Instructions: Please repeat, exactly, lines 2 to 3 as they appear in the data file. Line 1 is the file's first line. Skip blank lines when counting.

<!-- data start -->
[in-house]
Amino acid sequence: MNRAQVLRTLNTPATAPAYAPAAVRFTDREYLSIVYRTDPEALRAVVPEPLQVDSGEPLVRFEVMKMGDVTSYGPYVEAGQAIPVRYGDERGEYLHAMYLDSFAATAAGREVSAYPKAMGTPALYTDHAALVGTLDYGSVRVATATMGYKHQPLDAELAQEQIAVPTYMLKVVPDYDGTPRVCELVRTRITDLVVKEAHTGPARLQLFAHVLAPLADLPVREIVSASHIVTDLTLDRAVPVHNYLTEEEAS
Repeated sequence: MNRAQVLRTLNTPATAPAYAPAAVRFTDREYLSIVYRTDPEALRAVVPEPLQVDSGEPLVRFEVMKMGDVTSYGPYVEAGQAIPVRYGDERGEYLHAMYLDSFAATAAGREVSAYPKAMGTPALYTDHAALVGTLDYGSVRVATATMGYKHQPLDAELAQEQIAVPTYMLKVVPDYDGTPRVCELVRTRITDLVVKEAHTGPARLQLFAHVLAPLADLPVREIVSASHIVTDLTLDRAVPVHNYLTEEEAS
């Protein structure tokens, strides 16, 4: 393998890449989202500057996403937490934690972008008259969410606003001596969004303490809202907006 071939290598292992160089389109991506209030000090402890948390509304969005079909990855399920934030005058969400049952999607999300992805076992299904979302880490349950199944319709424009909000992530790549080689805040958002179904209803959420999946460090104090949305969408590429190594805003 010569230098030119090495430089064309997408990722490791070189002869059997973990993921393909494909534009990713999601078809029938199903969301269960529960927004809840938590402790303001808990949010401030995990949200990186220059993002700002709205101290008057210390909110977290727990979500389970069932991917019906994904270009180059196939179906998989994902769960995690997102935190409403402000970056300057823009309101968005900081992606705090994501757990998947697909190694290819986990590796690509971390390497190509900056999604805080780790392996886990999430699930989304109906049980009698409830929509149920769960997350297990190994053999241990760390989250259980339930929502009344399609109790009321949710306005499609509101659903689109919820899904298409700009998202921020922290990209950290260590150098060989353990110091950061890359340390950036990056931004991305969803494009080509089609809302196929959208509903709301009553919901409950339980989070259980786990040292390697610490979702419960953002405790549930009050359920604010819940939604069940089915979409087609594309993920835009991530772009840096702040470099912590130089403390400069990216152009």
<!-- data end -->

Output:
Amino acid sequence: MNRAQVLRTLNTPATAPAYAPAAVRFTDREYLSIVYRTDPEALRAVVPEPLQVDSGEPLVRFEVMKMGDVTSYGPYVEAGQAIPVRYGDERGEYLHAMYLDSFAATAAGREVSAYPKAMGTPALYTDHAALVGTLDYGSVRVATATMGYKHQPLDAELAQEQIAVPTYMLKVVPDYDGTPRVCELVRTRITDLVVKEAHTGPARLQLFAHVLAPLADLPVREIVSASHIVTDLTLDRAVPVHNYLTEEEAS
Repeated sequence: MNRAQVLRTLNTPATAPAYAPAAVRFTDREYLSIVYRTDPEALRAVVPEPLQVDSGEPLVRFEVMKMGDVTSYGPYVEAGQAIPVRYGDERGEYLHAMYLDSFAATAAGREVSAYPKAMGTPALYTDHAALVGTLDYGSVRVATATMGYKHQPLDAELAQEQIAVPTYMLKVVPDYDGTPRVCELVRTRITDLVVKEAHTGPARLQLFAHVLAPLADLPVREIVSASHIVTDLTLDRAVPVHNYLTEEEAS